In my situation, I asked Jesus to remove the pain, and believed He could, yet when He did, I made up a reason for why it got better without involving Jesus in that. When Jesus came through, I didn’t think it possible. Why did I do that?

Somehow, I don’t think I am alone in this. Miracles don’t happen in spectacular ways in my world in the same way they did when Jesus was on earth (or at least I am not aware of them!), but they do still happen. We need to remember that, so when God does something for us like removing tooth pain, giving us more energy, or providing food when we need it but can’t afford it, we recognise it and thank Him for that.

Is it Easter or Christmas?

Is it Easter or Christmas?

‘While everyone was wondering about all that Jesus did, He said to His followers, “Don’t forget what I tell you now: The Son of Man will be handed over to people.” But the followers did not understand what this meant; the meaning was hidden from them so they could not understand. But they were afraid to ask Jesus about it.’ – Luke 9:43b-45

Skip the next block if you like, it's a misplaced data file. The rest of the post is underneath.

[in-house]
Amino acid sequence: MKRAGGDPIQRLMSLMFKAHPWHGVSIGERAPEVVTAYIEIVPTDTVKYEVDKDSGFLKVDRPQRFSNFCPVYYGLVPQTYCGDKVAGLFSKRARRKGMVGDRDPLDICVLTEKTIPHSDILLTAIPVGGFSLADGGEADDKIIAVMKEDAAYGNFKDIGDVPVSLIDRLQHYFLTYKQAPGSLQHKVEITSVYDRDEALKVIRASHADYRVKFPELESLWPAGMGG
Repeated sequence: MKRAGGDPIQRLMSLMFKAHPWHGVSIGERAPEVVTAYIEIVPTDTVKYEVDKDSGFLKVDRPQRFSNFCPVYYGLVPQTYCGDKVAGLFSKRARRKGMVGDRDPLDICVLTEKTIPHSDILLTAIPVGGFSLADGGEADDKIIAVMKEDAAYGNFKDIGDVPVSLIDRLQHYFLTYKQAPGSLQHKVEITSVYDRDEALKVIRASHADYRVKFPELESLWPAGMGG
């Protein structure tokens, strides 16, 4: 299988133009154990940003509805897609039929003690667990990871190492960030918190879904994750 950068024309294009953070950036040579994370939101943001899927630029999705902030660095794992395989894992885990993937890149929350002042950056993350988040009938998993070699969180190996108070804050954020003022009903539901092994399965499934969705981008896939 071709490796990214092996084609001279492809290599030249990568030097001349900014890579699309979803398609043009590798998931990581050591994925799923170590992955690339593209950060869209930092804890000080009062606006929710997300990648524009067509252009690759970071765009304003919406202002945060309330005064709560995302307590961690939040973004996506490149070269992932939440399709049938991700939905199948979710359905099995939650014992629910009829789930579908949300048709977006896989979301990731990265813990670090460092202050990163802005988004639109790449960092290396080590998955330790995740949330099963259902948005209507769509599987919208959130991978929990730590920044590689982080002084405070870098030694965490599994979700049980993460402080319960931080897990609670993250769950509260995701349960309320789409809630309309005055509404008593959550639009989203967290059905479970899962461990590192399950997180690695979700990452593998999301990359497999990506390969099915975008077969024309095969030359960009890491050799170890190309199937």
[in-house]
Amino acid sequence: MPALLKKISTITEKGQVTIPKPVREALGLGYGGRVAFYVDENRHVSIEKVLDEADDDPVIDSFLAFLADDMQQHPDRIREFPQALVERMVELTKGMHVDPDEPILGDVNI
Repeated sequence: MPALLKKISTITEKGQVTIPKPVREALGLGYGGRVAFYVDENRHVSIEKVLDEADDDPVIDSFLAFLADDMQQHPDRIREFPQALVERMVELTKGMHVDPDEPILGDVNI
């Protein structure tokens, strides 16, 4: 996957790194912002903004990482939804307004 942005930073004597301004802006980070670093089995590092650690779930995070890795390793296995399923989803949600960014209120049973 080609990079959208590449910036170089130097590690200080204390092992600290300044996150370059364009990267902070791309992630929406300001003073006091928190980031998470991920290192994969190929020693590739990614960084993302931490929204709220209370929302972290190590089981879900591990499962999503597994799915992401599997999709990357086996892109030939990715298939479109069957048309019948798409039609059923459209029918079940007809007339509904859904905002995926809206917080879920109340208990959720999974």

I am frequently puzzled by the contrast of all the wondrous things I read and hear about Jesus doing, both in the bible and in the world today, and the bad things and the seemingly, unanswered prayers. This must have been how the disciples felt too. They had seen and heard the amazing things that Jesus was doing, but they were held back by their doubts and by their confusion around the things He was saying with regards to His future, and what that meant for them.

I am very curious, and am known to ask more questions than the average 4 year old in a day (my parent are thankful for Alexa for this reason!). I struggle with the not-knowing but God is a God of mystery. Sometimes, because it’s best for us not to understand, sometimes, He uses the mystery to grow our faith, sometimes, we just have to wait and sometimes, it’s too big and complicated for us to understand.